Like most young boys growing up in Russia, Aleksei Andrianov was fascinated with spy stories. So it seemed inevitable then that when it came to making the leap from short films to his first feature, the 35-year-old tapped into what he knew.
Andrianov's debut film Spy opens this year's Russian Resurrection Film Festival in Perth and lovers of espionage - and Quentin Tarantino - will certainly get a kick from his fast-paced, modern adaptation of a classic novel from his homeland.
Based on popular mystery writer Boris Akunin's novel The Spy Thriller, Spy is set in utopian Moscow in 1941, leading up to the Germans' attack on the Soviet Union in World War II.
It centres on a young lieutenant, Egor Dorin (Danila Kozlovsky), who is employed by the intelligence service by virtue of his boxing skills and command of the German language.
Under the tutelage of Major Oktyabrsky (heavyweight Russian actor Fedor Bondarchuk), Dorin is entrusted to take part in an operation to capture a dangerous fascist spy called Wasser.
Hitler has a secret plan to misinform Stalin of Germany's plan to attack the Soviet Union but the counterintelligence is successful in thwarting the fascist dictator's intent. That is, until it transpires there's a mole in the Soviet ranks.
"I was attracted to the book because it weaves a fiction around historical facts," Andrianov says over the phone from Moscow with festival director Nicholas Maksymow acting as an interpreter.
"What I found really interesting was why Russia or the Soviet Union wasn't ready for war," he continues.
Spy pays homage to the works of Quentin Tarantino and has shades of The Matrix, although Andrianov says he was also influenced by the short comedies produced by the Soviet Union in the 1940s. However he had his work cut out re-creating wartime Moscow.
"We had to do a lot of research," he says. "Initially, we pulled up all the old archives on how Moscow looked during that period and then when it came to designing the city on the computer, we had to look at the positioning of each building and whether it matched how it used to be."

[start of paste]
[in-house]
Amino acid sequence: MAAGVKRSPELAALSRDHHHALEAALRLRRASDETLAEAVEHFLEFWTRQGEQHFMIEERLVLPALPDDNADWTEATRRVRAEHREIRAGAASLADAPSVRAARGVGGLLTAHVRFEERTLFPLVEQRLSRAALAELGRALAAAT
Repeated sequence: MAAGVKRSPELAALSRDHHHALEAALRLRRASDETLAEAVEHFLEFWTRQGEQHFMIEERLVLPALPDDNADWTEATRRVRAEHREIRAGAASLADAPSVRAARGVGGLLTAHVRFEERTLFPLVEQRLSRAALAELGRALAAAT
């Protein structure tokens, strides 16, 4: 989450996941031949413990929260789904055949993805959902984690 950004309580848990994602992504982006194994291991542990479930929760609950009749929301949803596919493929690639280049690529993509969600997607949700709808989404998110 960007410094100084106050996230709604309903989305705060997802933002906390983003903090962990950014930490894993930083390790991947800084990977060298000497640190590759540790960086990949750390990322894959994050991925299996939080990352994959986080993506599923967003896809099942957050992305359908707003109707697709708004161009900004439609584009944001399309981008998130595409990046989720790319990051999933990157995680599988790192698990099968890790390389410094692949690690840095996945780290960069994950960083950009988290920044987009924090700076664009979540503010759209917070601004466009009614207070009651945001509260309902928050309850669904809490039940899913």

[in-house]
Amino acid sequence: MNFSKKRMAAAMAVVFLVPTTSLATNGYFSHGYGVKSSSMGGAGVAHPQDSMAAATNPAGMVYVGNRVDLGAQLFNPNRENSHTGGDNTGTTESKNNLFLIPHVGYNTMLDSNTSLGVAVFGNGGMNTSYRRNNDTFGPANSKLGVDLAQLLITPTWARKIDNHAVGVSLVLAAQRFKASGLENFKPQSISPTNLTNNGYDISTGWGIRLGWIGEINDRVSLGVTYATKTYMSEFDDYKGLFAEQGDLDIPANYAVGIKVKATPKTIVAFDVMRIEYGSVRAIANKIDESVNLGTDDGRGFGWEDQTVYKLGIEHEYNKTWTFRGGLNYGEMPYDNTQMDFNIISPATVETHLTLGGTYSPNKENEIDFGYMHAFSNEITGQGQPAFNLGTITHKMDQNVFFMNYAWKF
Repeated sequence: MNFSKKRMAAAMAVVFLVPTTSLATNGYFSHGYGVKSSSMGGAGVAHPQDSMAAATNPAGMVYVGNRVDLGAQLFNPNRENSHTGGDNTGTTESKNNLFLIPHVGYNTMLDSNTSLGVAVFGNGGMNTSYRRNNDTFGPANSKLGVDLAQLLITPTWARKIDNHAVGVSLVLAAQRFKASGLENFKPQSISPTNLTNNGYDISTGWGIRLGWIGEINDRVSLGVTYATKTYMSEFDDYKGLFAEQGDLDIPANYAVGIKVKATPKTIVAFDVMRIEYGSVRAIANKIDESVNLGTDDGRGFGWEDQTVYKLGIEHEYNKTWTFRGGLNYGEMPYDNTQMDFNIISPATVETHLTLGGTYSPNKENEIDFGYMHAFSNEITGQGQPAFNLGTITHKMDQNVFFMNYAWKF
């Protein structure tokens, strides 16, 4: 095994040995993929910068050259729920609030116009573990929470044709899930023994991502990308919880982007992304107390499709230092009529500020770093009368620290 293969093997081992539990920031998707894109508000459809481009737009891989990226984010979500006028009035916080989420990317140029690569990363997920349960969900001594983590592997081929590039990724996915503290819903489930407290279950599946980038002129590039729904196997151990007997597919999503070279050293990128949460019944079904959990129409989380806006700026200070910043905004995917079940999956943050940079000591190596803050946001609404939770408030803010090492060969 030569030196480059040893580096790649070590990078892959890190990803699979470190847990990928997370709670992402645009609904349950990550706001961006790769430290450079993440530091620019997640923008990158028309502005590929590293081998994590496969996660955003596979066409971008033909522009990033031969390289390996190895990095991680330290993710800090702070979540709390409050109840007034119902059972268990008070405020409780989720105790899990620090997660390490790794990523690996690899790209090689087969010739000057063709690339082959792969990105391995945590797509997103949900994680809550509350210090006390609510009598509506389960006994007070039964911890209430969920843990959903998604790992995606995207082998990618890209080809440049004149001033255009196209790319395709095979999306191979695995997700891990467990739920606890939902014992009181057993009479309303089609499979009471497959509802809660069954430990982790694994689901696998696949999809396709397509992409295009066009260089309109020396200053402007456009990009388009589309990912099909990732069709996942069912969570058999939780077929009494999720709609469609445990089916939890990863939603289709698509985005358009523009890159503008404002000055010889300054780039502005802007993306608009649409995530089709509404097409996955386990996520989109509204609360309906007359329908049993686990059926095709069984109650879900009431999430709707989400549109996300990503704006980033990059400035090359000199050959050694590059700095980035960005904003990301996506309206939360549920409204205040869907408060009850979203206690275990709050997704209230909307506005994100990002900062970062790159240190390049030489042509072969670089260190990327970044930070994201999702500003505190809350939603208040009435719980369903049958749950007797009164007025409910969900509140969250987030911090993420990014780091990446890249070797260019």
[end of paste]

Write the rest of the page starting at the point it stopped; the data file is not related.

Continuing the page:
Adding to the challenge was the heavily descriptive text in the source material which required Andrianov to consult the author on how to dramatise the script.
"I wanted to create an action- adventure story so I needed to create a script that would encompass that," Andrianov says.
For Maksymow, there couldn't be a better movie to kick off his festival.
"It's got all the things people associate with Russia but it has a modern feel and great cast," he says. "It's also a lot of fun. I believe it's a film that will allow the audience to go for the ride and enjoy themselves."
Maksymow says this year's festival program again features a diverse mix. Highlights include the multi-award-winning Home, which starts out as a drama about the dysfunctional Shamanov family but takes a drastic U-turn into thriller territory when it emerges eldest son Victor, who disappeared for 25 years, is now a dangerous underworld boss.
Then there's August 8th, a film based on true events. It focuses on a mother's search for her young son during the war in the Caucasus in 2008. As she journeys through the war-torn land, the audience experiences a different war through her son, who conjures up giant robots as protectors.
Injecting some humour into the program is the zany Five Brides - a warm-hearted and breezy comedy centring on five Soviet pilots stationed in Berlin at the end war but unable to leave just yet.
The Russian Resurrection Film Festival is on at Cinema Paradiso from tonight until September 26. For the full program visit www.russianresurrection.com.